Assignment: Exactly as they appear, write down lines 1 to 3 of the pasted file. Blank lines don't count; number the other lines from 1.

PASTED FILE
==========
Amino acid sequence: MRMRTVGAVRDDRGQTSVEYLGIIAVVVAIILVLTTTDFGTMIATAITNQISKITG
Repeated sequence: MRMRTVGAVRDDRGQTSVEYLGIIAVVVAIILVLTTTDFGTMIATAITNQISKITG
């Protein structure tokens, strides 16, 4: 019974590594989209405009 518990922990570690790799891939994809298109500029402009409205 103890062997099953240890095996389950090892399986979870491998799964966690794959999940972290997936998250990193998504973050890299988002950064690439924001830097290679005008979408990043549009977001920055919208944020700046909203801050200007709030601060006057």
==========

Amino acid sequence: MRMRTVGAVRDDRGQTSVEYLGIIAVVVAIILVLTTTDFGTMIATAITNQISKITG
Repeated sequence: MRMRTVGAVRDDRGQTSVEYLGIIAVVVAIILVLTTTDFGTMIATAITNQISKITG
């Protein structure tokens, strides 16, 4: 019974590594989209405009 518990922990570690790799891939994809298109500029402009409205 103890062997099953240890095996389950090892399986979870491998799964966690794959999940972290997936998250990193998504973050890299988002950064690439924001830097290679005008979408990043549009977001920055919208944020700046909203801050200007709030601060006057």